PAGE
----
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Fish Canyon Falls

March 26, 2014 — Leave a comment

Fish Canyon Falls is an eighty-foot tall three-tiered beauty in the San Gabriel Mountains near Azusa. Spring is the perfect time to visit the dynamic waterfall, but access is limited because there is a rock quarry blocking the trailhead. The creation of the quarry resulted in decades of disputed access to what was once one of the most popular destinations to the range. The quarry chewed up the first mile of the trail, reducing the trek to Fish Canyon Falls to four miles round trip with 400 feet of elevation gain. Even in it’s abbreviated form, this still deserves to be one of the most highly regarded hikes in the San Gabriel Mountains.

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Since the quarry operators will not allow you to just stroll through their active work zone, there are only certain days when the quarry opens the trailhead to hikers. Typically, hiking to Fish Canyon Falls is permitted two Saturdays per month throughout the spring. The calendar of these dates is available on the quarry website.


After checking in at the quarry parking lot, a shuttle will drive you to the trailhead. From there, hike straight up the canyon to the falls. The trail takes the left bank of the canyon and climbs above the creek past seasonal wildflowers like sunflowers, wishbone bush, blue dicks, and wallflowers. The trail dips back to the creek where sycamores, bays, and alders provide relaxing shade. Boulders in the creek create small rapids and pools that make the creek that much more soothing.


The trail climbs gradually up the canyon through sun and shade. After a creek crossing, the trail switches to the right bank and approaches Fish Canyon Falls. It is quite a sight! Water tumbles from the lip of the canyon to an upper pool, then pours down a short falls before streaming down the third and longest tier. There is a decent sized pool at the base of the falls and plenty of room to stretch out and enjoy a snack. The pool beneath the upper falls is not accessible to hikers, but could make for an adventurous climb for those with proper gear.


For more hiking trails visit Hikes Peak.

WHAT: Fish Canyon Falls 
Check here 
3901 Fish Canyon Road, Azusa, CA 91702


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On the former grounds of Gurdon Wattles’ 1907 Mission Revival style mansion (a registered Los Angeles Historic-Cultural Monument and a relic of Hollywood’s pre-film industry agricultural roots), lies Hollywood’s only community garden. Designed by Myron Hunt (Rose Bowl, Montalban Theatre) and Elmer Grey (Beverly Hills Hotel) in what they called an “American adaptation of the Mexican type.” The house sits atop a series of terraced gardens on 90 acres in the foothills of Hollywood.


Wattles brought in prestigious Scottish landscape artist Alexander Urquhart to create the gardens, and moved into the house that the LA Times called “one of the most notable showplaces of the Pacific Coast” in the fall of 1908. He called it “Jualita,” and with Urquhart’s help he cultivated a Japanese garden, an Italian Rose garden, and several orchards.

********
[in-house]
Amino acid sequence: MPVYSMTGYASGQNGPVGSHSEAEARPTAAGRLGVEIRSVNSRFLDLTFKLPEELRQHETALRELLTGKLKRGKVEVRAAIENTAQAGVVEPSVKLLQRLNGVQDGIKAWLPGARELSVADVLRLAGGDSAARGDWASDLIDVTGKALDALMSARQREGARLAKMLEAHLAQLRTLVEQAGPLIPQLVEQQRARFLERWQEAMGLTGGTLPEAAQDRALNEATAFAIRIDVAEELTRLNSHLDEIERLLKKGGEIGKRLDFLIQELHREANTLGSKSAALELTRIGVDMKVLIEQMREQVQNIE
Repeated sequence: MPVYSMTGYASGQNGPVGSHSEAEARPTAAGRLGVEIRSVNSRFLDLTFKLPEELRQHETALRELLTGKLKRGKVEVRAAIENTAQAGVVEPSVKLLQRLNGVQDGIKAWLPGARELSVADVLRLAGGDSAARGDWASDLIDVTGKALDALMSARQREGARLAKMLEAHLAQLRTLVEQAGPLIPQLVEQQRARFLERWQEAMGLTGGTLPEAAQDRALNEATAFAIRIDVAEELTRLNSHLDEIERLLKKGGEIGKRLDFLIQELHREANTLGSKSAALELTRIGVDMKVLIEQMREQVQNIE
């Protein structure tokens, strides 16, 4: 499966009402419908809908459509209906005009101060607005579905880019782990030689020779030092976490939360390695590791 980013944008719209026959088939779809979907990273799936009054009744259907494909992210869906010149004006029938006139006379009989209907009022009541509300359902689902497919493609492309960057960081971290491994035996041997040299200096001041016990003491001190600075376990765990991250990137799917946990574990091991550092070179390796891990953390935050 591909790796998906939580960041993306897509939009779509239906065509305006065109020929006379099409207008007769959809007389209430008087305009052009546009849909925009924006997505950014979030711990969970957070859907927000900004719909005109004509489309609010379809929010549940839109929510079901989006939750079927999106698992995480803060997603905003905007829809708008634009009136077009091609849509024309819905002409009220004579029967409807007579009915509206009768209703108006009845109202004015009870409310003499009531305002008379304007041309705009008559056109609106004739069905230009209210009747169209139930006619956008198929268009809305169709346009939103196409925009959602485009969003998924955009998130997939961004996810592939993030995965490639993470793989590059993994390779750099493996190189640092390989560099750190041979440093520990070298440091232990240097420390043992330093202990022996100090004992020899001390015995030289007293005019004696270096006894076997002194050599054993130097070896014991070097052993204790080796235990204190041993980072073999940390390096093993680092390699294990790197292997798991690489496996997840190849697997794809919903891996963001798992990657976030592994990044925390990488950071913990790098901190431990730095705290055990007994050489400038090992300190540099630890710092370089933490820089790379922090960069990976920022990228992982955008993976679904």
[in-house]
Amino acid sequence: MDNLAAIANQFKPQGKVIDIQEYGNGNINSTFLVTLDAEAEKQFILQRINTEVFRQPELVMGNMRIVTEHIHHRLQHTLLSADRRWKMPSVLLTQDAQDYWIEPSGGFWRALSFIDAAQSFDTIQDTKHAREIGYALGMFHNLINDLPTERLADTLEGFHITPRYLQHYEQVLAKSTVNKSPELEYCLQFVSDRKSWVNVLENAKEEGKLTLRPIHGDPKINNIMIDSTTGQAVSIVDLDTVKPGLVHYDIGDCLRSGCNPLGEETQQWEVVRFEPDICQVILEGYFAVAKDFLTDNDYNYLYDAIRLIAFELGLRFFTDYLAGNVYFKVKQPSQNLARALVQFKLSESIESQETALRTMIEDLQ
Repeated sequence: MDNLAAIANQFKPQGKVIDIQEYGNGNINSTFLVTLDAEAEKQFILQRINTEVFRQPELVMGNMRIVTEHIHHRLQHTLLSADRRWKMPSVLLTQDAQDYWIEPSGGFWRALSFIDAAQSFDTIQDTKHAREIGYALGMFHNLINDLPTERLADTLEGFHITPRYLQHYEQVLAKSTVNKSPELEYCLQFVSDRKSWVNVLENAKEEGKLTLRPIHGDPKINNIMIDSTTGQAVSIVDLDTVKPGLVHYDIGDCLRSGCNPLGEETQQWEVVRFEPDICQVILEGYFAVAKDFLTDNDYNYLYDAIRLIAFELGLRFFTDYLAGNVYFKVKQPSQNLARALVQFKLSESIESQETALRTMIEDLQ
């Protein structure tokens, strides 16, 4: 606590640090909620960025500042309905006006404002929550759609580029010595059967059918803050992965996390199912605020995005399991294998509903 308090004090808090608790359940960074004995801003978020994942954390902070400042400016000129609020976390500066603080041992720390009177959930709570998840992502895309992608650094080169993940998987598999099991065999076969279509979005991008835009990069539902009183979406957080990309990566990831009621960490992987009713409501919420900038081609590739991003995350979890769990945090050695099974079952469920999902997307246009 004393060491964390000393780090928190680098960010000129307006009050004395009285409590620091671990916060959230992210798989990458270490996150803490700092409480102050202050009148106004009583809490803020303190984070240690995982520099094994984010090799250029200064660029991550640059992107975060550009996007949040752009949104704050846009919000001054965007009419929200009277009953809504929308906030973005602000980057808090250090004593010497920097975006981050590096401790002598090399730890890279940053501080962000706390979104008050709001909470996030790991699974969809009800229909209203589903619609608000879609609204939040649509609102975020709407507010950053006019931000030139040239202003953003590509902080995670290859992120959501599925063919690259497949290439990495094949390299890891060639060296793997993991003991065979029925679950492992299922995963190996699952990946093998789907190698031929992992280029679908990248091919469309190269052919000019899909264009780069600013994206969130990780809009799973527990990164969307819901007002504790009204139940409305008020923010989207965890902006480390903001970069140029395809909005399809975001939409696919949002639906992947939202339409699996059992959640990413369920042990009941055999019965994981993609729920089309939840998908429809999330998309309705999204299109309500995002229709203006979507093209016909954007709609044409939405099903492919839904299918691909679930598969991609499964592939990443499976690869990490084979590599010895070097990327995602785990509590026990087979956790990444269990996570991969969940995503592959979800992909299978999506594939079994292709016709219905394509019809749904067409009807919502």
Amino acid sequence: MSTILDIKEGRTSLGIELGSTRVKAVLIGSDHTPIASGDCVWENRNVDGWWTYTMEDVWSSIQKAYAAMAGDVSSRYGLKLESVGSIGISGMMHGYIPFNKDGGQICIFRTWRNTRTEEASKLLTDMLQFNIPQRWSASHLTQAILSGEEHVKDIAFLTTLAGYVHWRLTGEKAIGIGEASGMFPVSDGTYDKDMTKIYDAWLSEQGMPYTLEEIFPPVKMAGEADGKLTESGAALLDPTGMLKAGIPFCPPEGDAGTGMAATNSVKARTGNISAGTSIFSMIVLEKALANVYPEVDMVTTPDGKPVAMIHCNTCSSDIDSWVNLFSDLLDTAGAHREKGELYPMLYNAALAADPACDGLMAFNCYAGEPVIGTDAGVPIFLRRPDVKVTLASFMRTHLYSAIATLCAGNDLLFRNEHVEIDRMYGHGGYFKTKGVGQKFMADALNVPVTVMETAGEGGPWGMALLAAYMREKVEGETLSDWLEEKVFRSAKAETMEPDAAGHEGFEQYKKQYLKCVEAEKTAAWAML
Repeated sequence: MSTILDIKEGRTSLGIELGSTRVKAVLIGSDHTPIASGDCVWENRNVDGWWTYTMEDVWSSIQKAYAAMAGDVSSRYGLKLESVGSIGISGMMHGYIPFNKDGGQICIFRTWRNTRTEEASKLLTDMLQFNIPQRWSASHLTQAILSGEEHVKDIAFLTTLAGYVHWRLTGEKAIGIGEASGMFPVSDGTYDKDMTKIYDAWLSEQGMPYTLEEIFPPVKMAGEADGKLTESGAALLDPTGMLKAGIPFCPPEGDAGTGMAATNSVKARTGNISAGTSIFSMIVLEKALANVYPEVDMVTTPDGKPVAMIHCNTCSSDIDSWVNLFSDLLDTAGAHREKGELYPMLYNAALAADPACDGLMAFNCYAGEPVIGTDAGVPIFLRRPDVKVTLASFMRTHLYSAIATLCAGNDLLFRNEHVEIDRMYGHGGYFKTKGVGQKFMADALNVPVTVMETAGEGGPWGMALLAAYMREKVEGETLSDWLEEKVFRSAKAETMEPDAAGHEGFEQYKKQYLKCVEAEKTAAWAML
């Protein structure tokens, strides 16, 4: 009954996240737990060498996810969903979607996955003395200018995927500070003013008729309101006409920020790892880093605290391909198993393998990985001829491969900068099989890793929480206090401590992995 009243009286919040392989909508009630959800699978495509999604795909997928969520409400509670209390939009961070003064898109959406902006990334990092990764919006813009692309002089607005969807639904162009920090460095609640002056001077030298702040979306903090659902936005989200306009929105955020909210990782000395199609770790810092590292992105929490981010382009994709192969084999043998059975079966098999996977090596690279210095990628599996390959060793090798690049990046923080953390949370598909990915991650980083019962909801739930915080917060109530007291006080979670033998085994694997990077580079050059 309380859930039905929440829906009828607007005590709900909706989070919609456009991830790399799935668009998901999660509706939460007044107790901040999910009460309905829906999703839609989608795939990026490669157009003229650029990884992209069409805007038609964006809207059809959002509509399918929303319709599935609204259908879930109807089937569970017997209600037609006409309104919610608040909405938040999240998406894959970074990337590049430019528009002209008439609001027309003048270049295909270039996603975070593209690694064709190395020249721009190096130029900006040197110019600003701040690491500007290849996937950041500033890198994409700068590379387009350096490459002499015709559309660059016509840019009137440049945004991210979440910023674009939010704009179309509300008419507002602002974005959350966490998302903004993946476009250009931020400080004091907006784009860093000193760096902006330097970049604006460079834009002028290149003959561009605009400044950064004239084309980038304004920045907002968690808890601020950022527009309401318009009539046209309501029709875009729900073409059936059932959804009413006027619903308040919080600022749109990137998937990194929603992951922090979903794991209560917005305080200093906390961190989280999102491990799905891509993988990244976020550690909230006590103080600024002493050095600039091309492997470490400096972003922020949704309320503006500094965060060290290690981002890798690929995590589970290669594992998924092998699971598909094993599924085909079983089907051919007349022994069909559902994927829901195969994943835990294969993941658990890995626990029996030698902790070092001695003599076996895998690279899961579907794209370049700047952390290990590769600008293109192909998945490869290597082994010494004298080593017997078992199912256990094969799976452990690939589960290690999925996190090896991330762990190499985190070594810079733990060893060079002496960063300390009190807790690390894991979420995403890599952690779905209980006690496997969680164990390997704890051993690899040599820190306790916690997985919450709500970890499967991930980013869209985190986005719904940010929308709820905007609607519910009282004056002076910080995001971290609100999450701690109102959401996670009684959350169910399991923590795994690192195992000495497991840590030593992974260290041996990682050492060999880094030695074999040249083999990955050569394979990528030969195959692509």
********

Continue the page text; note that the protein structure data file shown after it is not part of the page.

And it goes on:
Wattles died in 1932, though his wife and son stayed at Wattles Mansion through 1965. When the City of Los Angeles purchased the mansion in 1968, the lower grounds had fallen into disrepair.


As part of his Community Gardens initiative in 1975, Mayor Tom Bradley put out a call to community farmers, about “a dozen or so” of whom volunteered to clear out dead trees, as well as the vagrants who’d taken up residence in the Wattles’ former avocado grove, according to Reed Poverny (VP of the Wattles Farm Board of Directors, and a volunteer since 2003).

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The purple border encompasses the mansion, the blue border the front lawn, and the pink border the garden.


After the land was cleared, volunteers built a greenhouse and tool shed and started farming Wattles Farm’s 4.2 acres. Today the garden has 172 plots, worked on by 300 members–all of whom live within five miles of the grounds. Membership is currently full, though Poverny says they’re close to catching up on their waiting list.


Runyon Park is accessible via a trail above the mansion. Park by the large iron gate and take an immediate left up the hill to find the trail.


To see what Wattles looks like today, check out this video.

WHAT: The Wattles Mansion And Gardens
WHEN: Sun up to sun down
1824 N Curson Avenue | Los Angeles, CA 90046

CONTACT INFO: (323) 874-4005

SOCIAL MEDIA: Facebook | Twitter | Yelp

Dear reader,

I appreciate your support and feedback. Please respond to this article now by leaving a comment and/or “liking” it. For exciting, up to date events in Los Angeles, subscribe to this blog via email. You can also share this article with friends and family and visit my FacebookTwitter, and Pinterest pages.

Thank you for visiting the social calendar.

Mr. Events.